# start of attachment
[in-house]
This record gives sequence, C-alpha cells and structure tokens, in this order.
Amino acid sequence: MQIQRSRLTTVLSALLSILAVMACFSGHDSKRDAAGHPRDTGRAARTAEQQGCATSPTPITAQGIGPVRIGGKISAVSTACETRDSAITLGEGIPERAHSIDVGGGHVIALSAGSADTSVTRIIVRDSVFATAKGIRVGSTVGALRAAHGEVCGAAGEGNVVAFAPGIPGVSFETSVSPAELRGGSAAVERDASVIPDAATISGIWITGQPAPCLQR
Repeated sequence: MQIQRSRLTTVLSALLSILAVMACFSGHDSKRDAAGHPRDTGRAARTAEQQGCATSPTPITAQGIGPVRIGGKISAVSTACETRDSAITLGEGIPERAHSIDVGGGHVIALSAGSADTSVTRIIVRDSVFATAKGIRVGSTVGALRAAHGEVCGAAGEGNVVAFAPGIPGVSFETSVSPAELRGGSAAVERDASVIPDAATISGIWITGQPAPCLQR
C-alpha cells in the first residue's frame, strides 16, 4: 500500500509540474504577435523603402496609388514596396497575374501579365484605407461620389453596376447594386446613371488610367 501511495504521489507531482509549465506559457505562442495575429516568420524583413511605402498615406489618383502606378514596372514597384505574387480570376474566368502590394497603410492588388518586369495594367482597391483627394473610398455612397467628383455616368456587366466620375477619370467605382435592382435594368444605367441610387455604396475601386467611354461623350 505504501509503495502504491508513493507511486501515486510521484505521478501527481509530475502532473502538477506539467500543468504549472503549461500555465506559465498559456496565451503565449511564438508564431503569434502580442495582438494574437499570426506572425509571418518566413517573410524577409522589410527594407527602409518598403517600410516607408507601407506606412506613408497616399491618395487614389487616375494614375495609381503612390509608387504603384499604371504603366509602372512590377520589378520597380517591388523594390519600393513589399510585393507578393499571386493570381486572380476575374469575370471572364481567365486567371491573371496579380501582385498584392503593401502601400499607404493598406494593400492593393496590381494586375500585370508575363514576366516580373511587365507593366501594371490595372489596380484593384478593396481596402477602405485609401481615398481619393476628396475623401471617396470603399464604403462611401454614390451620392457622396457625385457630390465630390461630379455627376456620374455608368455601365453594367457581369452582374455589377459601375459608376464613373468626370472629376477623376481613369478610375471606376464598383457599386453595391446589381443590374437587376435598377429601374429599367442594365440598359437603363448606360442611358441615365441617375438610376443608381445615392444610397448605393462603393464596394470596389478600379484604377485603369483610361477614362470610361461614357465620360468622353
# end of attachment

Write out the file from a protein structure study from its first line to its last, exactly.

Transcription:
[in-house]
This record gives sequence, C-alpha cells and structure tokens, in this order.
Amino acid sequence: MQIQRSRLTTVLSALLSILAVMACFSGHDSKRDAAGHPRDTGRAARTAEQQGCATSPTPITAQGIGPVRIGGKISAVSTACETRDSAITLGEGIPERAHSIDVGGGHVIALSAGSADTSVTRIIVRDSVFATAKGIRVGSTVGALRAAHGEVCGAAGEGNVVAFAPGIPGVSFETSVSPAELRGGSAAVERDASVIPDAATISGIWITGQPAPCLQR
Repeated sequence: MQIQRSRLTTVLSALLSILAVMACFSGHDSKRDAAGHPRDTGRAARTAEQQGCATSPTPITAQGIGPVRIGGKISAVSTACETRDSAITLGEGIPERAHSIDVGGGHVIALSAGSADTSVTRIIVRDSVFATAKGIRVGSTVGALRAAHGEVCGAAGEGNVVAFAPGIPGVSFETSVSPAELRGGSAAVERDASVIPDAATISGIWITGQPAPCLQR
C-alpha cells in the first residue's frame, strides 16, 4: 500500500509540474504577435523603402496609388514596396497575374501579365484605407461620389453596376447594386446613371488610367 501511495504521489507531482509549465506559457505562442495575429516568420524583413511605402498615406489618383502606378514596372514597384505574387480570376474566368502590394497603410492588388518586369495594367482597391483627394473610398455612397467628383455616368456587366466620375477619370467605382435592382435594368444605367441610387455604396475601386467611354461623350 505504501509503495502504491508513493507511486501515486510521484505521478501527481509530475502532473502538477506539467500543468504549472503549461500555465506559465498559456496565451503565449511564438508564431503569434502580442495582438494574437499570426506572425509571418518566413517573410524577409522589410527594407527602409518598403517600410516607408507601407506606412506613408497616399491618395487614389487616375494614375495609381503612390509608387504603384499604371504603366509602372512590377520589378520597380517591388523594390519600393513589399510585393507578393499571386493570381486572380476575374469575370471572364481567365486567371491573371496579380501582385498584392503593401502601400499607404493598406494593400492593393496590381494586375500585370508575363514576366516580373511587365507593366501594371490595372489596380484593384478593396481596402477602405485609401481615398481619393476628396475623401471617396470603399464604403462611401454614390451620392457622396457625385457630390465630390461630379455627376456620374455608368455601365453594367457581369452582374455589377459601375459608376464613373468626370472629376477623376481613369478610375471606376464598383457599386453595391446589381443590374437587376435598377429601374429599367442594365440598359437603363448606360442611358441615365441617375438610376443608381445615392444610397448605393462603393464596394470596389478600379484604377485603369483610361477614362470610361461614357465620360468622353